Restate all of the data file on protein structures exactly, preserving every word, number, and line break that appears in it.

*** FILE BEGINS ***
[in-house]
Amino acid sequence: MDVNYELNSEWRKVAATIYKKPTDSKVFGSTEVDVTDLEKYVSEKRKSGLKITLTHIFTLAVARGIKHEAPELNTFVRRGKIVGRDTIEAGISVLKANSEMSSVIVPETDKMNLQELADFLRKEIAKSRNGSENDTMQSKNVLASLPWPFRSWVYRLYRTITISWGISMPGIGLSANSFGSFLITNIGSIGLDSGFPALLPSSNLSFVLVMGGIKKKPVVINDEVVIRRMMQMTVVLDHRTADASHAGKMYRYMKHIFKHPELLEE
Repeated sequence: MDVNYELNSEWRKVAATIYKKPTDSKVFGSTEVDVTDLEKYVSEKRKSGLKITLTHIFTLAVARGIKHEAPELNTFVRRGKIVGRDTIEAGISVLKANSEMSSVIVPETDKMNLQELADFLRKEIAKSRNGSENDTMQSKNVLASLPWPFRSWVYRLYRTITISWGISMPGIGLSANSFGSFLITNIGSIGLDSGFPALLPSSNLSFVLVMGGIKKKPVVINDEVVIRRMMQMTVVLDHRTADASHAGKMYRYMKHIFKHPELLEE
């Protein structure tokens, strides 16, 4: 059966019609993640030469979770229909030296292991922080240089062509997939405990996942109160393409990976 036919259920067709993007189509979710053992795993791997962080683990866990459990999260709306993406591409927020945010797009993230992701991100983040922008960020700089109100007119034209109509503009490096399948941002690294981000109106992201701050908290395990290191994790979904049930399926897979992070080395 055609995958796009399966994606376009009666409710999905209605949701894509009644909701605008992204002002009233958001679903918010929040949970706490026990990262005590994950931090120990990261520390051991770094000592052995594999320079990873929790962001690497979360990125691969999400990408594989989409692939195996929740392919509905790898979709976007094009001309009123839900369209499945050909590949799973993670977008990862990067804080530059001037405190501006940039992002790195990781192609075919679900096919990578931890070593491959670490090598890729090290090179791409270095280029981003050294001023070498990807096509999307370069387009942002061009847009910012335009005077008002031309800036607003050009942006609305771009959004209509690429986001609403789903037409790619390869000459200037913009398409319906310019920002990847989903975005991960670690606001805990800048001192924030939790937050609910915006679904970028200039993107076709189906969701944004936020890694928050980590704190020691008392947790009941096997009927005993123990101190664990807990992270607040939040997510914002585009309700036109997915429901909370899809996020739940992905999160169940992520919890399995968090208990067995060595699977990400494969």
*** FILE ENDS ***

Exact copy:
[in-house]
Amino acid sequence: MDVNYELNSEWRKVAATIYKKPTDSKVFGSTEVDVTDLEKYVSEKRKSGLKITLTHIFTLAVARGIKHEAPELNTFVRRGKIVGRDTIEAGISVLKANSEMSSVIVPETDKMNLQELADFLRKEIAKSRNGSENDTMQSKNVLASLPWPFRSWVYRLYRTITISWGISMPGIGLSANSFGSFLITNIGSIGLDSGFPALLPSSNLSFVLVMGGIKKKPVVINDEVVIRRMMQMTVVLDHRTADASHAGKMYRYMKHIFKHPELLEE
Repeated sequence: MDVNYELNSEWRKVAATIYKKPTDSKVFGSTEVDVTDLEKYVSEKRKSGLKITLTHIFTLAVARGIKHEAPELNTFVRRGKIVGRDTIEAGISVLKANSEMSSVIVPETDKMNLQELADFLRKEIAKSRNGSENDTMQSKNVLASLPWPFRSWVYRLYRTITISWGISMPGIGLSANSFGSFLITNIGSIGLDSGFPALLPSSNLSFVLVMGGIKKKPVVINDEVVIRRMMQMTVVLDHRTADASHAGKMYRYMKHIFKHPELLEE
């Protein structure tokens, strides 16, 4: 059966019609993640030469979770229909030296292991922080240089062509997939405990996942109160393409990976 036919259920067709993007189509979710053992795993791997962080683990866990459990999260709306993406591409927020945010797009993230992701991100983040922008960020700089109100007119034209109509503009490096399948941002690294981000109106992201701050908290395990290191994790979904049930399926897979992070080395 055609995958796009399966994606376009009666409710999905209605949701894509009644909701605008992204002002009233958001679903918010929040949970706490026990990262005590994950931090120990990261520390051991770094000592052995594999320079990873929790962001690497979360990125691969999400990408594989989409692939195996929740392919509905790898979709976007094009001309009123839900369209499945050909590949799973993670977008990862990067804080530059001037405190501006940039992002790195990781192609075919679900096919990578931890070593491959670490090598890729090290090179791409270095280029981003050294001023070498990807096509999307370069387009942002061009847009910012335009005077008002031309800036607003050009942006609305771009959004209509690429986001609403789903037409790619390869000459200037913009398409319906310019920002990847989903975005991960670690606001805990800048001192924030939790937050609910915006679904970028200039993107076709189906969701944004936020890694928050980590704190020691008392947790009941096997009927005993123990101190664990807990992270607040939040997510914002585009309700036109997915429901909370899809996020739940992905999160169940992520919890399995968090208990067995060595699977990400494969």